5 ways the Cuban revolution has failed the people of Cuba

Man crossing a street with blue car driving past (© Desmond Boylan/AP Images)
A man crosses a street in Havana as a classic car drives past on November 16, 2018. (© Desmond Boylan/AP Images)

This year marks the 60th anniversary of the Cuban revolution, yet citizens of this small socialist nation continue to wait for their government to deliver on promises made in 1959. A new constitution that will go up for a highly scrutinized referendum on February 24 may rein in their rights further. Here are five ways that the Cuban Communist Party has failed its people.

Restricted expression

Man holding T-shirt with Cuban slogan (© Mariana Bazo/Reuters)
José Daniel Ferrer leads the Unión Patriótica de Cuba. The T-shirt he is holding says “God, Fatherland, Freedom” in Spanish. (© Mariana Bazo/Reuters)

Ahead of the February 24 constitutional referendum, the Cuban government has stepped up repression of political opposition figures, such as José Daniel Ferrer (above), leader of the Unión Patriótica de Cuba (UNPACU), the largest dissident group in Cuba. Opposition figures such as Ferrer have pressed the regime for a more transparent and fair process. On February 11, Cuban police raided multiple homes and offices of UNPACU activists, confiscated property, and beat and detained several dissidents, including Ferrer. As a result, dozens of UNPACU activists have initiated a hunger strike.

Economic stagnation

Two women behind a grocery counter (© Roberto Machado Noa/LightRocket/Getty Images)
A government-subsidized grocery store, or “bodega,” in Cuba (© Roberto Machado Noa/LightRocket/Getty Images)

Empty shelves are a common sight in Cuban stores. Most economists agree that poor centralized management is the cause and that the Cuban government doesn’t allow the private sector to reach its potential. As a result, citizens use their meager state-issued salaries — which can amount to less than a dollar a day — to pay astronomical prices for groceries on the black market.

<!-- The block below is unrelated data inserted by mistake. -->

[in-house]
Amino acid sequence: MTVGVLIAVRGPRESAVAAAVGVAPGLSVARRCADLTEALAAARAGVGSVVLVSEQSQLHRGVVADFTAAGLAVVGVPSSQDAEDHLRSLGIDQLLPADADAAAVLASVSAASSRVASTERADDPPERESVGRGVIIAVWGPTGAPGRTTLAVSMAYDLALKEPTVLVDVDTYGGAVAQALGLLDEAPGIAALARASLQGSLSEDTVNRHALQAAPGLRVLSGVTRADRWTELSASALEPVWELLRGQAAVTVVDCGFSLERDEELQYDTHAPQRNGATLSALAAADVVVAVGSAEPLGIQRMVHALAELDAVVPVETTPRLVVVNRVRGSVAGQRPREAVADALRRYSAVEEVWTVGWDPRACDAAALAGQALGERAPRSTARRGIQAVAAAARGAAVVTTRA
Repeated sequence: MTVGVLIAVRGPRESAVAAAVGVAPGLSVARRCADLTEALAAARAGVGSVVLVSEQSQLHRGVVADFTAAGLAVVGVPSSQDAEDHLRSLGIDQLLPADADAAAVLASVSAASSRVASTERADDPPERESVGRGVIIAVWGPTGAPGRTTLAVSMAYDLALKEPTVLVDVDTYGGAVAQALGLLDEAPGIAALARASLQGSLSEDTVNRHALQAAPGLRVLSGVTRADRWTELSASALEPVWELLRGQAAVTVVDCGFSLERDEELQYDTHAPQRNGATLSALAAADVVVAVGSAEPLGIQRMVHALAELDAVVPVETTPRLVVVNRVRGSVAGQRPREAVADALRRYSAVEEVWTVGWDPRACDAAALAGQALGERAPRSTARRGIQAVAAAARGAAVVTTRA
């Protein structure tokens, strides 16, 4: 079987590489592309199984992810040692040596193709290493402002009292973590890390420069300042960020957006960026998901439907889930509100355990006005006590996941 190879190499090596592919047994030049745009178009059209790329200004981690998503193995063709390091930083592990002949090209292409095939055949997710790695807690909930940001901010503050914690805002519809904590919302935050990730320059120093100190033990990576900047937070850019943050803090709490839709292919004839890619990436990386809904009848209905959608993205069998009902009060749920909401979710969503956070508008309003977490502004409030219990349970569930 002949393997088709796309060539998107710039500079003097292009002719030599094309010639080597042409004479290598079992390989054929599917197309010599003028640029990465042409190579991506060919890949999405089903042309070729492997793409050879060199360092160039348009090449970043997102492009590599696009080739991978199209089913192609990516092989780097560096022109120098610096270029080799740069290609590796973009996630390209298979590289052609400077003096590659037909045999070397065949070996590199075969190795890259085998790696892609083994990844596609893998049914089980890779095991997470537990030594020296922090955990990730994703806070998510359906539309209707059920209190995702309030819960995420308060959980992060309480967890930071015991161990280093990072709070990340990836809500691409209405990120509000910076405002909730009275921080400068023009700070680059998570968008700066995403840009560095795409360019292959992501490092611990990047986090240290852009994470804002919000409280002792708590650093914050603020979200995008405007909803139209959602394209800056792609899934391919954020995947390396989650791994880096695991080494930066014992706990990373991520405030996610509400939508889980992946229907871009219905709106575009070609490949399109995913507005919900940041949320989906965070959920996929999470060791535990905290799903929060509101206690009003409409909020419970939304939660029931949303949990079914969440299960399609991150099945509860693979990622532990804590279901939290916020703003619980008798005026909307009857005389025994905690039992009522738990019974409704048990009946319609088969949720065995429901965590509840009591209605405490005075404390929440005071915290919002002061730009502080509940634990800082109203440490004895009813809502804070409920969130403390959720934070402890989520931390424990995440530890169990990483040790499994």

Unfair working conditions

People sitting in an airport terminal waiting for their plane (© Eraldo Peres/AP Images)
Cuban doctors wait to fly home at the airport in Brasilia, Brazil, on November 22, 2018. (© Eraldo Peres/AP Images)

Cuban doctors are a major export. The Cuban government takes in roughly $11 billion annually from the salaries of health-care professionals participating in its overseas medical missions. Recently, the Cuban government recalled its doctors working in Brazil rather than agree to Brazilian President Jair Bolsonaro’s demand that Cuba pay the doctors a fair wage. Eight of these doctors filed a lawsuit in Miami against the Pan­ American Health Organization, claiming forced labor.

Limited access to information

People sitting on a curb outside their home looking at their cellphones (© Desmond Boylan/AP Images)
(© Desmond Boylan/AP Images)

Independent media in Cuba only exists online, yet accessing the internet is prohibitively expensive for most Cubans. A paltry 600 megabytes of data a month — enough for a few Skype sessions with family overseas — can cost 25 percent of a worker’s wages. Users get 300 “bonus” megabytes for using domains on the state-sanctioned, censored “intranet” that is more readily available and affordable than the global internet.

Artistic censorship

Man playing guitar on the sidewalk in front of a colored mural (© Desmond Boylan/AP Images)
(© Desmond Boylan/AP Images)

Cuba’s musicians, dancers, artists and writers – celebrated around the world for their creative output – now suffer the indignity of Decree 349, requiring them to seek government permission to perform, sell or display their work or else face consequences.